By Danica Baker
Herald Staff Writer
CAMANCHE — A close vote by the Camanche City Council on Tuesday night is authorizing the purchase of four TASERs that police officers may utilize in the course of their duties.
Discussion on the issue began in May when Camanche Police Chief Bob Houzenga provided City Council members with an informational packet detailing the use of Electro-Muscular Disruption weapons and asked the council to allow the police department to purchase seven TASERs. Houzenga told the council he would like to purchase seven TASERs with cameras at approximately $1,200 each, totaling an expense of $9,241.
He said the money for the purchase already is in the budget, with the funds coming from the capital equipment outlay. At that time, Councilman Steve Cundiff asked Houzenga if the department could get by with purchasing fewer devices, possibly buying two and using one per shift. Houzenga replied that if he has to purchase fewer units, he would rather purchase four and have one device per vehicle.
After lengthy discussion at the May 4 meeting, the issue was tabled until all council members could be present. On Tuesday, Houzenga again addressed the issue. He noted that he recently attended TASER instructor school and became even more convinced of the benefits of having the devices and how well they work.
“In fact, you might say I was shocked how good they are,” said Houzenga.
He asked the council’s blessing to purchase four units at an estimated cost of $5,600 and remarked the motion could be worded not to exceed $6,000. Councilwoman Linda Kramer commented she had reservations about police use of the devices, but after conducting research had changed her mind. She recommended the council make a motion to approve the purchase.
Camanche resident Duane Knutsen asked the police chief if a cost had been projected for maintenance costs for the devices, such as calibration or repairs.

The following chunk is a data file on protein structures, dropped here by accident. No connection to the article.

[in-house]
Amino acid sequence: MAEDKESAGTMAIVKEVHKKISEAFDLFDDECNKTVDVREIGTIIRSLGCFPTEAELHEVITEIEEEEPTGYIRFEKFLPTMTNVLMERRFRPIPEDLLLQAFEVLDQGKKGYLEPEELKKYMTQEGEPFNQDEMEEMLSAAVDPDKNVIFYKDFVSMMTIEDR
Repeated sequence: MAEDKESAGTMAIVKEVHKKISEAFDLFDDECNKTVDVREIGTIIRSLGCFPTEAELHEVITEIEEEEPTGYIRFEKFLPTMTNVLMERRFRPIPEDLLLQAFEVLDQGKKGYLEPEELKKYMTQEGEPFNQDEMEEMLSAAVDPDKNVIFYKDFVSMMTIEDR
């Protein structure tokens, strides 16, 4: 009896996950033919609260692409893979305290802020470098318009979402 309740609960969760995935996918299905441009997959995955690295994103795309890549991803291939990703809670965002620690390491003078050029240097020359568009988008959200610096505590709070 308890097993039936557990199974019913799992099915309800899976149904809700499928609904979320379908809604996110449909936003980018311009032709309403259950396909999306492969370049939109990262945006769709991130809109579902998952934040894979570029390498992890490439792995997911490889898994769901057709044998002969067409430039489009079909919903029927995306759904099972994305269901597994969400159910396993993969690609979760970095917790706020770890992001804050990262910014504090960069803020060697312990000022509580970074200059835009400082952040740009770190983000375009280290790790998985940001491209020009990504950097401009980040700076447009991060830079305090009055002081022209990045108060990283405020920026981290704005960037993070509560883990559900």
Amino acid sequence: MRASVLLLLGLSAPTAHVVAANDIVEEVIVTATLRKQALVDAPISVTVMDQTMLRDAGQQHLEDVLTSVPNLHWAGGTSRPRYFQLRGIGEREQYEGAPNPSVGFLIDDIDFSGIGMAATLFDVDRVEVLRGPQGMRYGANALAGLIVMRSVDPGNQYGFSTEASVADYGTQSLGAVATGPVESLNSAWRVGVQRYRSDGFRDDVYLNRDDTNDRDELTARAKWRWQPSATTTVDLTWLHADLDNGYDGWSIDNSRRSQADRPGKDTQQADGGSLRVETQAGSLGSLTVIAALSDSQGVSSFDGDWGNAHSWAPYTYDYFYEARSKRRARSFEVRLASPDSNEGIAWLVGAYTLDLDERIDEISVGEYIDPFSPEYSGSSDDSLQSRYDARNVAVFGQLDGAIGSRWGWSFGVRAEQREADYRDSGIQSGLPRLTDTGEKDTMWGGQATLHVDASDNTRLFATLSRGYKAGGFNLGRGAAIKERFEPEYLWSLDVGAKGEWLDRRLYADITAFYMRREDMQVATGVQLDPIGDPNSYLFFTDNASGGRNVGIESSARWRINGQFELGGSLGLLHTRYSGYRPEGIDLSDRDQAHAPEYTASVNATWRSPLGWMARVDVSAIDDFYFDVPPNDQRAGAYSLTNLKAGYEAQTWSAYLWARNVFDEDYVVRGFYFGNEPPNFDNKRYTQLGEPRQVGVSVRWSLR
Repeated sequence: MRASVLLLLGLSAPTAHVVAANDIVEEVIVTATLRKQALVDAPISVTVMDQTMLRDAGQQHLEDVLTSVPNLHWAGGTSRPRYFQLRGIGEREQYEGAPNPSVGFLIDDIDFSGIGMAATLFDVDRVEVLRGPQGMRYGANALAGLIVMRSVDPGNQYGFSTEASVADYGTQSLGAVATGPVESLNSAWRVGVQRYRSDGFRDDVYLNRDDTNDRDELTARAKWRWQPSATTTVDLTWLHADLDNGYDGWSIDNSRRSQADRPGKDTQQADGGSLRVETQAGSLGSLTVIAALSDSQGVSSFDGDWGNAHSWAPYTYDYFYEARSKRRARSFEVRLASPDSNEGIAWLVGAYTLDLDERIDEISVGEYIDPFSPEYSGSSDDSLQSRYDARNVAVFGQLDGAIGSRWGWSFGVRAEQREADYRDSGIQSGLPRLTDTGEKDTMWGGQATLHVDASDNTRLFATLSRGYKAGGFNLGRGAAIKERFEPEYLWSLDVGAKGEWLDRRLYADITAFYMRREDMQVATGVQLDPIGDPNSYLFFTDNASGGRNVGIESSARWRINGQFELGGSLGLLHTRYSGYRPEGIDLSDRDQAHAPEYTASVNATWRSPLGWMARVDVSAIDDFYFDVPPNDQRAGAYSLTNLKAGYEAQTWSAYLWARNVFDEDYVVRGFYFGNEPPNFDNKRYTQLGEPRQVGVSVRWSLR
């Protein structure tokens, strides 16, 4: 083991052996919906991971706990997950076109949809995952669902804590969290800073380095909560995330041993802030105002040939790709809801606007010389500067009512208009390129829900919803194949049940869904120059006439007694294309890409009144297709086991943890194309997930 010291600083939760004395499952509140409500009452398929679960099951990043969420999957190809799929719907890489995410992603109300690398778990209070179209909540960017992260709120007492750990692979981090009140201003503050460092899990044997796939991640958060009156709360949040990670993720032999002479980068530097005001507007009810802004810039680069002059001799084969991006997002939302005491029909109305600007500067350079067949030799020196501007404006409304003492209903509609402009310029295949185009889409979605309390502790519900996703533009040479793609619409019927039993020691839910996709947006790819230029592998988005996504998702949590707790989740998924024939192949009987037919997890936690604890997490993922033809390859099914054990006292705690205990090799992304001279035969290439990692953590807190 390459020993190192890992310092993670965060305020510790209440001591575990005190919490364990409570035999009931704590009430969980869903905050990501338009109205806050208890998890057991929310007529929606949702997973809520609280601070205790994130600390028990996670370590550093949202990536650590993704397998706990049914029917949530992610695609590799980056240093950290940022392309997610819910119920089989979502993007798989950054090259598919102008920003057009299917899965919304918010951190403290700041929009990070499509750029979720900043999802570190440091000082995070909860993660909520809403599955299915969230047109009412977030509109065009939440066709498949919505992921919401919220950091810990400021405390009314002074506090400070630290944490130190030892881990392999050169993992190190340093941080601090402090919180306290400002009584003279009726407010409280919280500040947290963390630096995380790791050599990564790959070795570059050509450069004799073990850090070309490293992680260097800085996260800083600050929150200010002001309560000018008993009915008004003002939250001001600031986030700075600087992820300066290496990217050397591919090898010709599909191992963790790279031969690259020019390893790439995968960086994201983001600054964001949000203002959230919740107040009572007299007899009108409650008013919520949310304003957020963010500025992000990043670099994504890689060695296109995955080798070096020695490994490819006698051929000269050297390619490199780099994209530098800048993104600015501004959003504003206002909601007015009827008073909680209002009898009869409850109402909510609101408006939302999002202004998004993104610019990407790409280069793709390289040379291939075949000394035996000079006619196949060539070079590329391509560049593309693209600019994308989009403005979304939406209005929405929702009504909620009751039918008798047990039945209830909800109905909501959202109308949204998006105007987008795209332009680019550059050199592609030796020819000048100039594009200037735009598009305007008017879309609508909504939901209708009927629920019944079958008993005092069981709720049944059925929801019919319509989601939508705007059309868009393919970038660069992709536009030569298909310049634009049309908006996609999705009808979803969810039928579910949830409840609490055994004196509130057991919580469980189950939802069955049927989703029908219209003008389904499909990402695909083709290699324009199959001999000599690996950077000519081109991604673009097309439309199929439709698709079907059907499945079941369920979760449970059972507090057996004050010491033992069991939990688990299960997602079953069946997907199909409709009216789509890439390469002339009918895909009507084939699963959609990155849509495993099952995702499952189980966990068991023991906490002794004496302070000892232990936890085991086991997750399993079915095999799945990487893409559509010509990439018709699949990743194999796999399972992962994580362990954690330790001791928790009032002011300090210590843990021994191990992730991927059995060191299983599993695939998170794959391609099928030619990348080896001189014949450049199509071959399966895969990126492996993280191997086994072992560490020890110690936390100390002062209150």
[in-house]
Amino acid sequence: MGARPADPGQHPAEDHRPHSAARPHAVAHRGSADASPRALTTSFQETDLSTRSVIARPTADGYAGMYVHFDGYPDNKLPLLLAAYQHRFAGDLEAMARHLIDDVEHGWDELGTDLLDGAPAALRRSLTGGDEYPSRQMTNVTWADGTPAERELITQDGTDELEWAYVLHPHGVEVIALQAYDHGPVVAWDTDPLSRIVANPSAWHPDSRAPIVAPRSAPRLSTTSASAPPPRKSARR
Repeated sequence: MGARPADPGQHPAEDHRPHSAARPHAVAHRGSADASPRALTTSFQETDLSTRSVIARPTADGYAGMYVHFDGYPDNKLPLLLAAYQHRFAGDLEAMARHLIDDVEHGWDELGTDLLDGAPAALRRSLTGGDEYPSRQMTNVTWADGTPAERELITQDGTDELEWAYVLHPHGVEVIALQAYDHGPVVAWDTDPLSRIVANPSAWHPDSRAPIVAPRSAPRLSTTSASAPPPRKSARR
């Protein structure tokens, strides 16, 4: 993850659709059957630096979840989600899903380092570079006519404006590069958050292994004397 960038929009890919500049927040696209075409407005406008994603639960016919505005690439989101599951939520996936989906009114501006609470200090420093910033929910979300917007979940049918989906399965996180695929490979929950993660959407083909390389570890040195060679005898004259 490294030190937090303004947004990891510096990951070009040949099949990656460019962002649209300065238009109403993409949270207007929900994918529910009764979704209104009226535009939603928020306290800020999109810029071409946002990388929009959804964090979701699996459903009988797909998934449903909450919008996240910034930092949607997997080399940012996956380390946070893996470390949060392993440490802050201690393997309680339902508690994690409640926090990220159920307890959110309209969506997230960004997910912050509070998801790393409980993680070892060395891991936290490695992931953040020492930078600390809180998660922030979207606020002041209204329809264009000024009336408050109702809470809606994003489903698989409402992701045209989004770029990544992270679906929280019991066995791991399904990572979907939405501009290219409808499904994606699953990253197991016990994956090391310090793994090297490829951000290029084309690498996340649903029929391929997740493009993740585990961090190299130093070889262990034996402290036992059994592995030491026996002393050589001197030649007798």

Houzenga replied that replacement cartridges cost $20 each if the device is utilized. Knutsen asked if Camanche had a necessity for the TASERs based on crime in the city. Kramer replied to the question saying that she is aware of a need for the devices because officers respond to incidents that the public doesn't always hear about. She said after learning about such incidents, it really changed her opinion on the purchase.
Councilman Steve Cundiff pointed out a TASER can be deployed at 20 to 30 feet, whereas a nightstick must be used in much closer proximity in a dangerous situation. Knutsen asked if the reserve officers also would be authorized to use the devices. Houzenga said the officers would be trained in what will happen to the subject when tazed but only regular officers would possess the device.
Councilman Ken Fahlbeck addressed Houzenga, noting his department has spent $6,000 on a speed detector trailer and $6,000 on the purchase of four replacement shotguns in recent months. Fahlbeck remarked that looking at the situation from a money issue, it seemed like padding the budget and asked Houzenga when the spending was going to stop. Knutsen interjected, saying the department could have purchased a different model of shotgun and saved money. Mayor Jim Robertson commented the discussion should be concentrated on the issue at hand and advised Knutsen he could have his say about the issue during the portion of the agenda set aside for public comment.
Fahlbeck reiterated his question regarding when the spending would stop, noting he had received comments from citizens about the costs of the new equipment.
"Just because we have money in the budget, doesn't mean we have to spend it," Fahlbeck said.
Houzenga explained that the department researches its purchases thoroughly and the capital equipment outlay fund is the result of seven years of saving and planning for such projects. Robertson stated he felt calling the funding "padding the budget" was a misstatement in that the outlay fund carries over from year to year. Councilman Ron Wehde said some citizens are saying the police department is racing to spend what it has and Fahlbeck added that when questioned about that opinion, he has no answer for it. Houzenga suggested he could spread the purchases out over time if it would help.